There is a disingenuous characteristic to Richard Cohen's article {"Judge Bork: Fancy Footwork," op-ed, July 31} that typifies most of the criticism aimed at the judge: it seeks to discredit his conclusions (often ineptly restated) while side stepping his arguments. This is done by labeling the judge's arguments an intellectual floor show and dismissing them without serious consideration. In the absence of the judge's reasoning, we are only left to ponder Mr. Cohen's (and Sen. Edward Kennedy's and Benjamin Hooks') alarmist predictions about setbacks to "civil rights gains."

For anyone who has read the judge's opinions, it is manifest that his philosophy is consistently applied against a broad range of constitutional questions, not merely those that excite NOW, the ACLU and the NAACP. Taken as a whole, they are hardly evidence of the post hoc rationalization of which Mr. Cohen accuses him. Judge Bork seeks to leave to the legislature what the Constitution leaves in the shadow. While we may wish that the Constitution addressed compelling issues of our time, the judge is honest enough to say when it does not. He builds for the legislatures (state and federal) a platform from which their constitutions can be amended and their statues adapted. This is clearly better than succumbing to inferences that cannot be fairly drawn from the Constitution.. FRANK INSERRA Washington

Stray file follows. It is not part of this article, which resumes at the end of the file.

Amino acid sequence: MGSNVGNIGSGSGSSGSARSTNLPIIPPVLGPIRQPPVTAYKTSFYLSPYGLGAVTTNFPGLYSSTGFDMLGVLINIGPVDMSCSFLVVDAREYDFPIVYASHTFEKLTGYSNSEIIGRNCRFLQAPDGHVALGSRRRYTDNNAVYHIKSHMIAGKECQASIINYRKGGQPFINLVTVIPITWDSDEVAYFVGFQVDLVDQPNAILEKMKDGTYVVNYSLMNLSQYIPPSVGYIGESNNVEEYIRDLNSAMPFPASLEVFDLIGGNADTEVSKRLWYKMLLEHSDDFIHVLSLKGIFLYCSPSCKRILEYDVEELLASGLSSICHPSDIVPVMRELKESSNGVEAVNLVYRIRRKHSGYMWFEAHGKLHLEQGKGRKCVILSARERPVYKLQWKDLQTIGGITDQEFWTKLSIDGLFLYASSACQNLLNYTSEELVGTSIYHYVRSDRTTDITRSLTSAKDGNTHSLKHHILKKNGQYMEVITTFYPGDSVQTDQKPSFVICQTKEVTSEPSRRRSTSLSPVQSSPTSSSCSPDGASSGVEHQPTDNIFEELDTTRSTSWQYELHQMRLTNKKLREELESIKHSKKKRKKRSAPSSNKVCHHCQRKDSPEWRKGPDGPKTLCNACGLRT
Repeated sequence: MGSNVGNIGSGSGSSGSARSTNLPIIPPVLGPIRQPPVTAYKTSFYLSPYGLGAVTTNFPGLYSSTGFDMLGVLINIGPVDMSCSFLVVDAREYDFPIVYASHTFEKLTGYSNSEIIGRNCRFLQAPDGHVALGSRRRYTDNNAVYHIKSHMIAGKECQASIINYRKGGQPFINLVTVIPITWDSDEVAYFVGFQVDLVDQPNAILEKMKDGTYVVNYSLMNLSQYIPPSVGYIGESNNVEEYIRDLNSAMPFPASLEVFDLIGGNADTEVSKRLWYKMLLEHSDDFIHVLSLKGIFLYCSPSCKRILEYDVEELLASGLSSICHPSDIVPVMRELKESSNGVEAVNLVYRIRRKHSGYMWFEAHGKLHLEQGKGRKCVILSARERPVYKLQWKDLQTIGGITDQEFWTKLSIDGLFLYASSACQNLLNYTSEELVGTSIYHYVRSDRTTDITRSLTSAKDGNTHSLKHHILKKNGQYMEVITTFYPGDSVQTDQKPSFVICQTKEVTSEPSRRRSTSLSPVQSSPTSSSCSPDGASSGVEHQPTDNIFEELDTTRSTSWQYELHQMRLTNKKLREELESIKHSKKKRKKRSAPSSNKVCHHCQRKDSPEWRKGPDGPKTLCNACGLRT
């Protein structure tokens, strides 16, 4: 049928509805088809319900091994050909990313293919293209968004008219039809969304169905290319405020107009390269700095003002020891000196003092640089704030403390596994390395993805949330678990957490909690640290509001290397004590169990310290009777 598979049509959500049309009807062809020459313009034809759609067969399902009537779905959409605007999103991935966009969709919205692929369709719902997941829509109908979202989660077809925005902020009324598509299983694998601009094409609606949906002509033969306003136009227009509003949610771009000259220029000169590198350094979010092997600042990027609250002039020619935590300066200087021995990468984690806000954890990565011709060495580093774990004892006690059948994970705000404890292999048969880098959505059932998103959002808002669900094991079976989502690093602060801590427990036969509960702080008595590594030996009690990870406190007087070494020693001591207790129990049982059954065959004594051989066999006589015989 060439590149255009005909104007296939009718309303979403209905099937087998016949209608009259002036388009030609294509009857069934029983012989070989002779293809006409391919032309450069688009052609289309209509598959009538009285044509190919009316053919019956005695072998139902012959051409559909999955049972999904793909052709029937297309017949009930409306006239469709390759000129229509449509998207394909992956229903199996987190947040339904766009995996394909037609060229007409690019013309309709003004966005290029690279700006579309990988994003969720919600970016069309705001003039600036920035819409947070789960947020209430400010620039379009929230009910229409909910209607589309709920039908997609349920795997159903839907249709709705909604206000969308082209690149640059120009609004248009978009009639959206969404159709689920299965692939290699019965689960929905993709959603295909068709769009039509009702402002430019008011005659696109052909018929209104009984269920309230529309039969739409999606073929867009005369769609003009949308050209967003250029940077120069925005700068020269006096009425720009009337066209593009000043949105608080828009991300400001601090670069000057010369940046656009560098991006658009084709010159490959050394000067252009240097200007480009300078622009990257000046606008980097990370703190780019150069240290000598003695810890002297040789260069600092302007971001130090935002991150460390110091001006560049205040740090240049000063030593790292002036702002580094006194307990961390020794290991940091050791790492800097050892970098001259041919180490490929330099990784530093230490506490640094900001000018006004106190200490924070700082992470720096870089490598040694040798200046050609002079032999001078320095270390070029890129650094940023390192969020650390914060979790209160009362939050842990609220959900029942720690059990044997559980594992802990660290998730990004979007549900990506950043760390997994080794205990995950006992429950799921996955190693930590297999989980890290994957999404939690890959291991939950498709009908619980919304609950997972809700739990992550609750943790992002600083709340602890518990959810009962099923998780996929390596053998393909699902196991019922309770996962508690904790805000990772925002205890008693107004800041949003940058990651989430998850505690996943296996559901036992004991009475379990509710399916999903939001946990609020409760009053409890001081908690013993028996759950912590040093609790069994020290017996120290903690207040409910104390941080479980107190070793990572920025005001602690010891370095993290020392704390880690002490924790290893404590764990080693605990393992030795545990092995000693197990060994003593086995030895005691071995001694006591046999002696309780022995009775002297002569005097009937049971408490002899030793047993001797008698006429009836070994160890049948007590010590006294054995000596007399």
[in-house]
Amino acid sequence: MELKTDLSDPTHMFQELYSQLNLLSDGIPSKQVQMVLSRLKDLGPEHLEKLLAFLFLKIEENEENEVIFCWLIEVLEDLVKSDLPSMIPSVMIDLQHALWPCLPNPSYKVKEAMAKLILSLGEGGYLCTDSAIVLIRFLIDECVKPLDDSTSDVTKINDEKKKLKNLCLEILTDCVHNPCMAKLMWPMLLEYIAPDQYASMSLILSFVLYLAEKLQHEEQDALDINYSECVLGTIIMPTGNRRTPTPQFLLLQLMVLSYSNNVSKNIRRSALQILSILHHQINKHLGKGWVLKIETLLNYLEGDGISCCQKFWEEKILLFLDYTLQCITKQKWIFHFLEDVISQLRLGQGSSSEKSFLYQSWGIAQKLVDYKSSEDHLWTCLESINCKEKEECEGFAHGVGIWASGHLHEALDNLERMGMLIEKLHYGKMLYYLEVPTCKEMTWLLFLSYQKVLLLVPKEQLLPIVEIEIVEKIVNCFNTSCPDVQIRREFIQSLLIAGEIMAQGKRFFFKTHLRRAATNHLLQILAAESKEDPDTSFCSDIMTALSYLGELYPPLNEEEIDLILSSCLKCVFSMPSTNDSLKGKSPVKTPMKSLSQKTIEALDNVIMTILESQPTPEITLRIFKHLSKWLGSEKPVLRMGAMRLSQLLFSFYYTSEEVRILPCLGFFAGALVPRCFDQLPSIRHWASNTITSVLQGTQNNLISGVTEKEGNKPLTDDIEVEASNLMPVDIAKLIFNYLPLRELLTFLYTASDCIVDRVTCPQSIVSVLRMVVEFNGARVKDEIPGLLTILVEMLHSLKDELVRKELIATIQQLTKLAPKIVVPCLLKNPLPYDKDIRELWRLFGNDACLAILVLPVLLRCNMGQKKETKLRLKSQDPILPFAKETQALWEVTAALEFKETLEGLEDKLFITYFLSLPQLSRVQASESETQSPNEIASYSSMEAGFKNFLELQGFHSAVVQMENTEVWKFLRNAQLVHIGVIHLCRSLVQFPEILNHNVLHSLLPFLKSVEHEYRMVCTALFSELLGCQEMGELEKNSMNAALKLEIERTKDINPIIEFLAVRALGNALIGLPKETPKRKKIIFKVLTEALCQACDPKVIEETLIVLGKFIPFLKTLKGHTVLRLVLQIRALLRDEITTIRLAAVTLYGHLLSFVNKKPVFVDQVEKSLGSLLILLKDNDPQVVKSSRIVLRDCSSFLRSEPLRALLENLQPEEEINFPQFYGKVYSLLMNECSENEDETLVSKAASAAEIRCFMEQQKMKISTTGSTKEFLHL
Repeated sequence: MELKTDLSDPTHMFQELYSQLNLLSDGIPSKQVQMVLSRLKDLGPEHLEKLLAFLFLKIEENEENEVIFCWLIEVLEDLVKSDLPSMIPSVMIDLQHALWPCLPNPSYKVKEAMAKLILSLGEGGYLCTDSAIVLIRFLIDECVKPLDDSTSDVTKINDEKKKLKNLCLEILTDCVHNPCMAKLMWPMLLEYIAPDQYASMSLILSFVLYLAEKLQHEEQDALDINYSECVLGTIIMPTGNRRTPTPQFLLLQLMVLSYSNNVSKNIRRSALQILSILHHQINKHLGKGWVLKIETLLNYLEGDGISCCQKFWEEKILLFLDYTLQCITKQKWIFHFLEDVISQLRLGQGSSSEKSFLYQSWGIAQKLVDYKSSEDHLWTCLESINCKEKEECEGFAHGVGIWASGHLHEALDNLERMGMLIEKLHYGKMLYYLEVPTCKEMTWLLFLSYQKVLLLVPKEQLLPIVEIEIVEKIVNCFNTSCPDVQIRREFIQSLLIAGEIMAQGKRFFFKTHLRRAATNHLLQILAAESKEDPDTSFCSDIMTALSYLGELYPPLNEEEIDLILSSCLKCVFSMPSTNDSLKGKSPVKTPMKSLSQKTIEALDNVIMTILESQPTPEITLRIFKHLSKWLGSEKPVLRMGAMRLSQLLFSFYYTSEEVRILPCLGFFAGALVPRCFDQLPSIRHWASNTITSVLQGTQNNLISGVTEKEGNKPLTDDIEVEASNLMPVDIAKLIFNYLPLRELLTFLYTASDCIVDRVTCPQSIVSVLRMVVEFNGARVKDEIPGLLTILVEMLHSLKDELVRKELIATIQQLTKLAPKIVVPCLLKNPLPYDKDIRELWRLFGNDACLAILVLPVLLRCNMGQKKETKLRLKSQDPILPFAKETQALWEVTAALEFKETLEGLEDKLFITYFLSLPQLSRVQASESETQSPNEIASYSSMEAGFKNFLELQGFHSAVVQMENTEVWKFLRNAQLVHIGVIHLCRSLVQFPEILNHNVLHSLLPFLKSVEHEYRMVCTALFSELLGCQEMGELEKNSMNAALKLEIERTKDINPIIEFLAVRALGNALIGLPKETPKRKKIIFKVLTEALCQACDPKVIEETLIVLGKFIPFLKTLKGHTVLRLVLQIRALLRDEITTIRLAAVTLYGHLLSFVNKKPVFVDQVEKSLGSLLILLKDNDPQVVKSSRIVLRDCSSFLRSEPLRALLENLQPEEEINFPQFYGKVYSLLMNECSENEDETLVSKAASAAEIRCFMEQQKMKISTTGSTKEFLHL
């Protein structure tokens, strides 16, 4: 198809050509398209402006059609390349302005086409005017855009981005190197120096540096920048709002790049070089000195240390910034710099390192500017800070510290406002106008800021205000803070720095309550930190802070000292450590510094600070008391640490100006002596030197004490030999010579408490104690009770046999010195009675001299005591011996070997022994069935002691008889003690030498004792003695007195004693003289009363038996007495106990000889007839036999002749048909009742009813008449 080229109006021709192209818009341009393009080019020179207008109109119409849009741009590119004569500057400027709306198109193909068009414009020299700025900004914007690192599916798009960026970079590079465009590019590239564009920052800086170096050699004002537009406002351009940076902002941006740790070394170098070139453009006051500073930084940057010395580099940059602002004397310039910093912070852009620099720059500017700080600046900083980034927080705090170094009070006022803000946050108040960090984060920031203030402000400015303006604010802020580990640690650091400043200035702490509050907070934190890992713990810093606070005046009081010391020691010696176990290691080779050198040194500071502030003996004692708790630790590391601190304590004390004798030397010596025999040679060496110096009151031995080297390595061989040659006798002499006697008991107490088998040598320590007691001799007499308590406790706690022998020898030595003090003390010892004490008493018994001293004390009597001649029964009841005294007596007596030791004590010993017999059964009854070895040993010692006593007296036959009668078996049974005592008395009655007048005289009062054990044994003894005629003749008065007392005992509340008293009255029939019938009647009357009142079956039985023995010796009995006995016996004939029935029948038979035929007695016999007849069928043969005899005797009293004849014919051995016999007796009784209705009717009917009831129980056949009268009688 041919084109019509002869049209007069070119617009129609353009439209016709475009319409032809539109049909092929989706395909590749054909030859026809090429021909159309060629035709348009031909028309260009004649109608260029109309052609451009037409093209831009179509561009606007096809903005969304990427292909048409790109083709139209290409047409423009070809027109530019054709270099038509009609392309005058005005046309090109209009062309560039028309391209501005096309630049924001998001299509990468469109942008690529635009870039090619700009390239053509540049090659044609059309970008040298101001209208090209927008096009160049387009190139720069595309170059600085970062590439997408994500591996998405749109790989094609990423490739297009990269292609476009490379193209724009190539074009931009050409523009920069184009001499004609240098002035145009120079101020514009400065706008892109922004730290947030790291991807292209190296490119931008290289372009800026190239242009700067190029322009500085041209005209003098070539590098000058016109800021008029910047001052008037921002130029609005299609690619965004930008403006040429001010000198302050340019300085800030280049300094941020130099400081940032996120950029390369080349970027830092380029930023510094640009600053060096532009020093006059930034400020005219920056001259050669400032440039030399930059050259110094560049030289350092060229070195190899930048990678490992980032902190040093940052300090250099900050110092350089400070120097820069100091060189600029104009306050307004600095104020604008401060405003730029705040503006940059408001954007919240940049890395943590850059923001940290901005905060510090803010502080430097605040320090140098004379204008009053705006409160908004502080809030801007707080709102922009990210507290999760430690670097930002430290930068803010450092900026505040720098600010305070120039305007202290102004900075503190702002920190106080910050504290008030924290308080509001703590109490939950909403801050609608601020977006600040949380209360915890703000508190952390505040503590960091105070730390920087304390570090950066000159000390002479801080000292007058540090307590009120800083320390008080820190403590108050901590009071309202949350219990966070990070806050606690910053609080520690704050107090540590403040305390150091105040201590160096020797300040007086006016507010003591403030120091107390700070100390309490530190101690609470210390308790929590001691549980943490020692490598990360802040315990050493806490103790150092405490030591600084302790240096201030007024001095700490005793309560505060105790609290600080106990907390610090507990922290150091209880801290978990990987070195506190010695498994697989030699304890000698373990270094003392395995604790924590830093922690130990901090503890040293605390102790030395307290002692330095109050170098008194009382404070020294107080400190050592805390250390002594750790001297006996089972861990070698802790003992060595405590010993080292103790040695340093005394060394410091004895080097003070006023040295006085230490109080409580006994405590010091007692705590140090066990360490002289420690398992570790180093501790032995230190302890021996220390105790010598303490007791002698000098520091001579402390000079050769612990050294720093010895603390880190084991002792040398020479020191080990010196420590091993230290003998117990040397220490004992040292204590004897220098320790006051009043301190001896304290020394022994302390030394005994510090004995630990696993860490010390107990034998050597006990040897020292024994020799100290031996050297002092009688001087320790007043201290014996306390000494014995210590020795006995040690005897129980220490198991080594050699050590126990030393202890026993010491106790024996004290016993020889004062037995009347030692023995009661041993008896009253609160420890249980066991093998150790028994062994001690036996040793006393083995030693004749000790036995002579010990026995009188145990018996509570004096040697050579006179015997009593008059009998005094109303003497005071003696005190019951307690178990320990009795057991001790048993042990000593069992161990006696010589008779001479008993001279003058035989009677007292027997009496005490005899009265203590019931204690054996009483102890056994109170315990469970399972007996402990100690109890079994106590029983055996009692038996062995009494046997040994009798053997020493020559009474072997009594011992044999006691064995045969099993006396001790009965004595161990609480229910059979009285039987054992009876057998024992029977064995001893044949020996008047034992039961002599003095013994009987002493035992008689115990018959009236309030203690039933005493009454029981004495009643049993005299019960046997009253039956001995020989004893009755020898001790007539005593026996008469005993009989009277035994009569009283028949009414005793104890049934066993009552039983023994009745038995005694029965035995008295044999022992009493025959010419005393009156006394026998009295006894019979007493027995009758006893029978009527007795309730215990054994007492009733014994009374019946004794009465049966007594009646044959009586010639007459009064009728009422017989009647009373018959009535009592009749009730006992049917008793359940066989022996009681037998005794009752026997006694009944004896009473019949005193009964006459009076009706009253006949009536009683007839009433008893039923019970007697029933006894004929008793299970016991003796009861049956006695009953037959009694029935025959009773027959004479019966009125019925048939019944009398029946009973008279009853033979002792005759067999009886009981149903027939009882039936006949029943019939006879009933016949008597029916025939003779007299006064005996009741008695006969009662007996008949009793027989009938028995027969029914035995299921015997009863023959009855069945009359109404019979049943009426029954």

Richard Cohen, making an error common to the abortion rights controversy, states that "in Roe v. Wade, the Supreme Court peered into the Constitution and found a right to privacy and, therefore, a legal option to have an abortion."

As every law student knows, however, the court first explicitly recognized the right to privacy nine years earlier in Griswold v. Connecticut, which upheld the right of a married couple to obtain contraceptives. While many have argued that the court erred in that case in finding that the Constitution protects the right to privacy, that right was well-established precedent at the time Roe v. Wade was decided and remains so today.

The force of precedent alone should not prohibit the court from reconsidering past decisions. Yet those who believe the right to privacy is not protected by the Constitution cannot simply attack it on the basis of its use in one of the most controversial Supreme Court decisions. Overturning precedent is a rare and drastic step, not to be taken merely on the basis of one judge's personal views. It is ironic that a judge who has advocated such an act of judicial activism has been trumpeted as a believer in judicial restraint.

LAUREN SAUNDERS Cambridge, Mass.